If you ever asked yourself the question, what does it mean to live a godly life? and if your not exactly sure what living a godly life involves, this extract taking from Charles Seet book 'A Christian in a non-Christian world' provides ample guidance on just what to do.
Now it is worth asking the question then, 'What does it mean to live godly?' It does not mean that we are just to confine ourselves within a set of rules and regulations. Some people reduce godly living to a list of 'do’s and don'ts.' But the meaning of godly living goes far deeper than that.
Godly living means living in the manner that God wants us to live. It means having the same feelings, attitudes and heart's desires that God has. It means that we love the things that God loves, care for the things that God cares for, and dislike those things which He dislikes. And since God loves righteousness, a godly person also loves righteousness. Since God hates sin, a godly person also hates sin, whether it is in his own life or in others. A godly person will seek to abandon every sin in his life. Since God wants His own will to be done and to be glorified, a godly person will likewise want God's will to be done and to glorify God in everything he does. Now, if we have these feelings, attitudes and heart's desires, we will soon find ourselves being quite different from the world we live in. And we will soon find ourselves coming into conflict with the world many times. So you see, being godly is not an easy thing.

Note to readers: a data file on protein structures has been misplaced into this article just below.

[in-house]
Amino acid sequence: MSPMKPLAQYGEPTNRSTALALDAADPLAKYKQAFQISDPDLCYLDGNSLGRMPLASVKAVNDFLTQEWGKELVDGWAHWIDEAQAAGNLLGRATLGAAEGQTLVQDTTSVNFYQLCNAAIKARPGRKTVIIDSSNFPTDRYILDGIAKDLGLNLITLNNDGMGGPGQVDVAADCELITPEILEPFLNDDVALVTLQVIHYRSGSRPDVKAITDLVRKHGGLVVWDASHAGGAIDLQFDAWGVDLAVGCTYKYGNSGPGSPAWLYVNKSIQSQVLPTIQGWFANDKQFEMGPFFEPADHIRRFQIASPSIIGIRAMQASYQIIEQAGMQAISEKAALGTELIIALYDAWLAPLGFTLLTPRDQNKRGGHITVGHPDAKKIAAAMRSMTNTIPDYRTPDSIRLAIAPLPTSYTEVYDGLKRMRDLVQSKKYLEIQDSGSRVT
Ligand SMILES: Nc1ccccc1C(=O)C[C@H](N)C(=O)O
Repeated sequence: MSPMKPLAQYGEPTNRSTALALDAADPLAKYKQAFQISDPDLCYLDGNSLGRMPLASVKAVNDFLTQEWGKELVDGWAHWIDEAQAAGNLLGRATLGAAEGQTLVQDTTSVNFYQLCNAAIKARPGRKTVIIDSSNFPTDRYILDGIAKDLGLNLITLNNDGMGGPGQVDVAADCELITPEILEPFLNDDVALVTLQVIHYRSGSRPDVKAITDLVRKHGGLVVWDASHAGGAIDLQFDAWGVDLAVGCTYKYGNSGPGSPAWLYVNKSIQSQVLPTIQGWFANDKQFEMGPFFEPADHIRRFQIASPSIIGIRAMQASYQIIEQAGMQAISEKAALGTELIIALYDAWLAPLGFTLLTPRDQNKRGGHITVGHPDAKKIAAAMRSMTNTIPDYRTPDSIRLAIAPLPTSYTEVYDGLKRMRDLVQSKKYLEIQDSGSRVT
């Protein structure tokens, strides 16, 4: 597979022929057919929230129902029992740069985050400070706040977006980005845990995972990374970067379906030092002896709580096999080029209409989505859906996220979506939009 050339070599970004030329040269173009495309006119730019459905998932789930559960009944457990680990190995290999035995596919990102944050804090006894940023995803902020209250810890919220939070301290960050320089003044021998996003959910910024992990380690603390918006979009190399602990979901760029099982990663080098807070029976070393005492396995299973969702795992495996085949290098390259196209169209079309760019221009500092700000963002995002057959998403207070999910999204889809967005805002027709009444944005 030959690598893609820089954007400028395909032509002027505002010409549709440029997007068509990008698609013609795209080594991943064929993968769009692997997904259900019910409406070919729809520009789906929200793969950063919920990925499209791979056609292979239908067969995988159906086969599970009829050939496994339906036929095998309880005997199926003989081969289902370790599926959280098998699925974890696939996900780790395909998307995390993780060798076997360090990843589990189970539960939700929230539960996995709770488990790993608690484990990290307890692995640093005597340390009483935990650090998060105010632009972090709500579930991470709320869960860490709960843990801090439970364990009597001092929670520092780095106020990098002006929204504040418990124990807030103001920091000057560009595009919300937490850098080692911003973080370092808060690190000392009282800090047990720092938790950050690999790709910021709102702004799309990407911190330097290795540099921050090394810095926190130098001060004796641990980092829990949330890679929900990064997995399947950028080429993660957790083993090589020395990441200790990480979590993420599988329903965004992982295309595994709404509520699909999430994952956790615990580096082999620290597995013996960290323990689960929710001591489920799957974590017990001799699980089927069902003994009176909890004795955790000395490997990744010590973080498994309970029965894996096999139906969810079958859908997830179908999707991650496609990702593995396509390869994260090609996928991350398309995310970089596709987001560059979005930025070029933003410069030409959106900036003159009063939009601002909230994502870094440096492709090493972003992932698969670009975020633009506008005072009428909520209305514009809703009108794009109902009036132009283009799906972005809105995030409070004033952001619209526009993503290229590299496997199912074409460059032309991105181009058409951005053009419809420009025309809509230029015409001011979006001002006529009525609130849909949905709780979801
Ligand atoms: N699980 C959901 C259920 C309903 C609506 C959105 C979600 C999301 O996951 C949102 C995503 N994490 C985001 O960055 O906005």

But no matter how difficult it may be to strive to live a godly life in this world, no matter how hard and inconvenient it becomes to live differently from the rest, it surely is worth all the effort we put in, because the Lord deserves much more than this response from us, for all that He has done. The more we think of how Jesus gave Himself for us so sacrificially, nothing becomes too great for us to give to Him.
And now it is our turn to respond to the same gift.
About 300 years ago, there was a rich young German noble man, who visited an art gallery. And as he looked at the paintings on the wall, one particular painting caught his eye and he just could not take his eyes off it. It was a painting of Christ dying on the cross. That painting showed the face of Jesus in great agony with drops of blood and tears streaming down his cheeks. As that rich young nobleman continued contemplating this painting, his eyes looked at the little label that was attached to the bottom of the painting. On it were the words, 'All this, I have done for thee. What has thou done for Me?' And as he was reading these words, that young nobleman broke down and cried. And right there he gave his life to the Lord, devoting all his time and treasures to the cause of Christ. And God used the godly life of Count Nikolaus Ludwig von Zinzendorf to build up the famous Moravian missionary enterprise, which sent out hundreds of missionaries in the eighteenth century —and inspired countless others. The self-sacrifice, love, and total commitment to evangelisation of the Moravian missionaries who were motivated through Zinzendorf are unparalleled in the history of missions. They also influenced the Evangelical Revival in England through James Hutton and John Wesley.
It is our turn to answer the same question that von Zinzendorf faced
'All this, I have done for thee. What has thou done for Me?' Titus 2:12 says 'that, denying ungodliness and worldly lusts, we should live soberly, righteously, and godly, in this present world.' Will you do this for Him?
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